The lawn signs linger.
I took my own down last week and stored it in the basement. I've saved the front page of The Boston Globe, too. I couldn't find a New York Times. They were old sold out by 9 a.m. the day after election.
No wonder. This country will only elect its first African-American (make that mixed race) president once. But Barack Obama's race has next to nothing to do with why I'm starting a new blog during his transition to the presidency. This will be an historic presidency of necessity, not skin color. My TIAA-CREF retirement account says some stocks have dropped more than 50 percent. Nearly all are down 40. And I'm among the truly lucky. I have a job. I have full health insurance. My cars are paid up. My mortgage is fixed. And no one hurls insults at me because of my surname, my skin color, my sexual preference or -- for now at least -- my politics.
Those politics, let me say up front, are liberal, same as they've been the last 40 years. Back then, in the late '60s, friends would chide me for being too tepid, not radical enough. I wasn't much of a marcher, though I admired the spine of those who were. And now in the 21st century? At least until this most recent election, I've felt like a lonely lefty, somewhere on the fringe for such radical thoughts as believing in the Constitution, its Bill of Rights and the Geneva Conventions, for believing America has no right to arrest people and throw away the key, that it has no right to bomb those who haven't bombed us first, that our government has a role -- an important one -- in doing good, in helping the poor, the less fortunate, the less able to help themselves.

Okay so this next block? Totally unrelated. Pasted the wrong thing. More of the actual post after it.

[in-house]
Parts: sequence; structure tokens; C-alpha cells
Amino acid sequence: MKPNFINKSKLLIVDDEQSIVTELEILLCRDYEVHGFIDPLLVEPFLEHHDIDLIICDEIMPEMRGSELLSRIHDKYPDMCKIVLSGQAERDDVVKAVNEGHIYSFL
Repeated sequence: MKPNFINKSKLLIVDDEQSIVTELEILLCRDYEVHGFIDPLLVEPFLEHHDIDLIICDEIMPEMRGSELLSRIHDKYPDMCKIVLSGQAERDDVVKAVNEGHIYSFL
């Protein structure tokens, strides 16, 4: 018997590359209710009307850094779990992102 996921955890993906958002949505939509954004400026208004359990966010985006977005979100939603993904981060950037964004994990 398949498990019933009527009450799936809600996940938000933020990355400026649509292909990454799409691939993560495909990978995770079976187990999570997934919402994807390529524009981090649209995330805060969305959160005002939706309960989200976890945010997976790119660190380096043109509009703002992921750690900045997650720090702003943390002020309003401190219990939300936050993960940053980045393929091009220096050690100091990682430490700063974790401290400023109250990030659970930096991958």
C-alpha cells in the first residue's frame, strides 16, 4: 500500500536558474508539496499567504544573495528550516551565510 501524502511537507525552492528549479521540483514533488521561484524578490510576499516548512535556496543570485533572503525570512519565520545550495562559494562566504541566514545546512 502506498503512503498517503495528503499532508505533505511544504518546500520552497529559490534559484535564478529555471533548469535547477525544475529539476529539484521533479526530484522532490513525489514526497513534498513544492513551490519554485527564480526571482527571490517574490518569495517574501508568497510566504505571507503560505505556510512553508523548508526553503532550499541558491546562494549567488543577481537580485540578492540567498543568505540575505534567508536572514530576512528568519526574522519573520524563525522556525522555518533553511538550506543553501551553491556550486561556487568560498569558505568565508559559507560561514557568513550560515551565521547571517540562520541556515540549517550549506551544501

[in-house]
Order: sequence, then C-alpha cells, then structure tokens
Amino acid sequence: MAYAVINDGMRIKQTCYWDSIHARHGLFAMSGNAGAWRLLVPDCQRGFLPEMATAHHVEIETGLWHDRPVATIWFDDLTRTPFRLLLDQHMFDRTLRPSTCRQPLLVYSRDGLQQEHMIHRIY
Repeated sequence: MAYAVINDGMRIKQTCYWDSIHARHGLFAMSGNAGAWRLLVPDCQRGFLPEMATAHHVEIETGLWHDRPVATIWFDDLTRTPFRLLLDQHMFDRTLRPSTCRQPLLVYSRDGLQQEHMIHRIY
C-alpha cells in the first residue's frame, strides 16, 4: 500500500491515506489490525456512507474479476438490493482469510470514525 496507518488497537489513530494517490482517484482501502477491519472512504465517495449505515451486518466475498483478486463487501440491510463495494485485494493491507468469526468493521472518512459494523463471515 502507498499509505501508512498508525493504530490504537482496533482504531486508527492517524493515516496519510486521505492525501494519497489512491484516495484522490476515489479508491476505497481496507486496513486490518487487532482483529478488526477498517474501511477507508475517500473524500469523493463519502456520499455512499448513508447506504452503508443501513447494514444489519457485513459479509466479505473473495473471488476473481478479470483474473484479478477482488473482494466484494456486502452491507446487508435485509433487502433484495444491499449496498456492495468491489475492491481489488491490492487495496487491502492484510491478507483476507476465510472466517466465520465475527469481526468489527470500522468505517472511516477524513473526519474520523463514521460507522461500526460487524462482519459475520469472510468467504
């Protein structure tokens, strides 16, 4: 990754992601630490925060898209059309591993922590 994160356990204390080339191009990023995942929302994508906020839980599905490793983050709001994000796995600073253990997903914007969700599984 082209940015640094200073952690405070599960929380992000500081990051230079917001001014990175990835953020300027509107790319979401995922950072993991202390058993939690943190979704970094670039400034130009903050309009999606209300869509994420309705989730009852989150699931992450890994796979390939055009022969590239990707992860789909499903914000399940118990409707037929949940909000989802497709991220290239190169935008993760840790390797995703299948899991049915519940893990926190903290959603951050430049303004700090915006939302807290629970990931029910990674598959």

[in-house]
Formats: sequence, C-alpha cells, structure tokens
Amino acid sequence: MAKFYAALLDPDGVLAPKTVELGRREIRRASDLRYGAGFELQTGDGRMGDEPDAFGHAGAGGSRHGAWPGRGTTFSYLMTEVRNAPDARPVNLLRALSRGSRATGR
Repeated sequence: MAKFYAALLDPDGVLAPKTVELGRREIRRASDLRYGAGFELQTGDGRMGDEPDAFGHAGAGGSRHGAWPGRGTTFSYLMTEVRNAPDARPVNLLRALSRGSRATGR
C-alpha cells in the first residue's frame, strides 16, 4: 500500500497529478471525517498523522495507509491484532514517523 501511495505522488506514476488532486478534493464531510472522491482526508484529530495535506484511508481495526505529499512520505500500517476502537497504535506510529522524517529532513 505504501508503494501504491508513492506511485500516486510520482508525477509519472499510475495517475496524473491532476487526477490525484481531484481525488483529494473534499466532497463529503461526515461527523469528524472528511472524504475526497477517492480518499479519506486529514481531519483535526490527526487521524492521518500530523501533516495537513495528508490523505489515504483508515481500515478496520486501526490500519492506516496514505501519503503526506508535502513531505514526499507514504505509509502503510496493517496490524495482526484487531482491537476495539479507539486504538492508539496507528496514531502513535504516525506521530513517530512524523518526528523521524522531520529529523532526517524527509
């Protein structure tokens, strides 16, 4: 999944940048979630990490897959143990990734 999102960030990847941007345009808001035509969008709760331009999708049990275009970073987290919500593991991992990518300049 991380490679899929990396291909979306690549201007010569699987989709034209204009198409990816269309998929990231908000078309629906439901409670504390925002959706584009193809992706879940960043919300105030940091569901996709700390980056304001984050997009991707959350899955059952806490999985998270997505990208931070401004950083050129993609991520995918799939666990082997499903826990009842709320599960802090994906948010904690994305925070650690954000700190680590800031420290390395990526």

For all the euphoria about Barack Obama, those who share my views shouldn't be fooled or complacent. Plenty of people don't agree. I see the lawn signs lingering, as many of them in some neighborhoods for McCain-Palin as for Obama-Biden. While the latter may be a celebration (or a bit of "for once I'm the winner"), the former unmistakably speak to me of home-owners and voters who have no intention of giving ground, no intention of embracing a new order, no intention of switching the channel from Fox. And I live in Massachusetts. I'd love to get a peek at the lingering lawn signs in Selma, Ala., or Laredo, Texas.
Still, I'm hoping this administration doesn't waste its time counting those signs.
If Barack Obama wants to govern from the middle, to bring Republicans into his Cabinet, I respect his decency and his effort to change the politics of disparagement. It is a reasonable approach -- so long as the Obama Administration also governs with integrity. I hope his economic plan starts with a stimulus package for working Americans; I'm tired of everyone wringing their hands for the fat cats. But even more, I hope his administration makes a statement -- on Day 1, as Hillary Clinton likes to say -- by closing Guantanamo, by making clear that torture has no place in America's leadership, by announcing the beginning of plans to extricate ourselves from Iraq.
To me, those gestures are more important than which Democratic ally will fill the seat of secretary of state. They say more than a speech about American ingenuity or a commitment to listen to the people.
And they require no act of Congress. Barack Obama has a long agenda and little money to pursue it. But he can take a big step toward reviving and restoring America's place in the world with just a few, timely, well-framed little words. I can't wait to hear them.